Everybody has some understanding of what venture capitalists do, right?
- They sell money
- They invest in [technology] startups hoping to get 10x returns
- They invest in people, not technology or companies
- They invest in market segments, not companies or technologies
- They take risk hoping to yield superior returns
- They eliminate risk by systematically isolating it
- Yes, they invest money, but the real value they provide is in support
Well maybe it’s not so clear. :-)
By the way, personally, I’d argue there is some truth in all of the above statements. But that’s not the purpose of this post. While the popular adages appeal to the big picture intuitive side of us, they leave one feeling rather empty when you want to understand VC at a more mechanical level. How do the deals work? What’s binding when? What shape to liquidation preferences and/or dividends take? How about anti-dilution? Just to mention a few of the items one runs into on a “term sheet.”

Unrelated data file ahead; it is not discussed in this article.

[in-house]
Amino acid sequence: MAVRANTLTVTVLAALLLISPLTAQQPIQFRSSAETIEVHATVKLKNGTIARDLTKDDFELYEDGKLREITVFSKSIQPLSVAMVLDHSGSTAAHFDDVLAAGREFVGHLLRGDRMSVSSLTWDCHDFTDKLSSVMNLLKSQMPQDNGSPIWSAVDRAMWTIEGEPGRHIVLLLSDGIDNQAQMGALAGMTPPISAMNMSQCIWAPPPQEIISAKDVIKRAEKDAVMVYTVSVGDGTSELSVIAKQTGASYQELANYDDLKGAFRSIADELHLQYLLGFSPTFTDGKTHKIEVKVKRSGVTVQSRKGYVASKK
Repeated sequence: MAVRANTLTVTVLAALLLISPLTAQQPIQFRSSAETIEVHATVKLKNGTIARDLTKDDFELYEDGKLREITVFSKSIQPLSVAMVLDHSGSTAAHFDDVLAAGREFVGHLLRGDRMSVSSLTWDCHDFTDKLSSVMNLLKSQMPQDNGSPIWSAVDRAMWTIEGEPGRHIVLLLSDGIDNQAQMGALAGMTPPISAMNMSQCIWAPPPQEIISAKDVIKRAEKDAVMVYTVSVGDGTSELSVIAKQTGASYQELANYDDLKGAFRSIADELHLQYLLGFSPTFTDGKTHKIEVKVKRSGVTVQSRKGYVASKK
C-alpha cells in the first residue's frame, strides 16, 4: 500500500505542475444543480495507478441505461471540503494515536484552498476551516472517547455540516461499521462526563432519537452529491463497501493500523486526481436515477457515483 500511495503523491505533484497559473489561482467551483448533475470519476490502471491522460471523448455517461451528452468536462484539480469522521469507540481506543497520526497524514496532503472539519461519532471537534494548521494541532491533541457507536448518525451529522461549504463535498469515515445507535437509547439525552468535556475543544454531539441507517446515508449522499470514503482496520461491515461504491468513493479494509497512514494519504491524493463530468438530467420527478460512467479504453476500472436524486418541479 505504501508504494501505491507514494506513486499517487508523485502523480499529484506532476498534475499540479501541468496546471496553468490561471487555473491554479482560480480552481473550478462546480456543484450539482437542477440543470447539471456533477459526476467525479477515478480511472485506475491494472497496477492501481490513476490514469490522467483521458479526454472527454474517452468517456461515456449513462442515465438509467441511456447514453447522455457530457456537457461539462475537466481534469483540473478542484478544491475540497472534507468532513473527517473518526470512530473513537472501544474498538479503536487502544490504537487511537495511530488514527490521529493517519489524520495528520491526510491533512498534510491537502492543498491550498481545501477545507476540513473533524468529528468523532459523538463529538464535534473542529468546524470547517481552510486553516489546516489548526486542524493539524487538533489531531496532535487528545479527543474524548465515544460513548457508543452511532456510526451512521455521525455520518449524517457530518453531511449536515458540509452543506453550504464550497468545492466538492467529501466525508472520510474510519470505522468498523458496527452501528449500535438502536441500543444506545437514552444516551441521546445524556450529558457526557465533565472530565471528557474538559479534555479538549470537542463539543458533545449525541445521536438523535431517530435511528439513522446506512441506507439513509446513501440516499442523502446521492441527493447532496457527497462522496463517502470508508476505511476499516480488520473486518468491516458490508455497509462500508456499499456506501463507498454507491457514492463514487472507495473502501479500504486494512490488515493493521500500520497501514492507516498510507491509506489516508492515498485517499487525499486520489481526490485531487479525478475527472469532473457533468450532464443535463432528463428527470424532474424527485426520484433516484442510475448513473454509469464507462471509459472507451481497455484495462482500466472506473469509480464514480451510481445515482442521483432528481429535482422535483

To help people better understand the rubber-meets-the-road mechanics of venture capital, I’d recommend carefully reading these template documents conveniently posted on the website of the National Venture Capital Association.
For example, you can find a sample term sheet, a sample stock purchase agreement, and a sample investor rights agreement, among others. This stuff isn’t for the faint of heart. But if you want to get a concrete sense for how these deals are structured and how some of the variously Draconian terms (e.g., full ratchet anti-dilution) work, then take a look at these documents.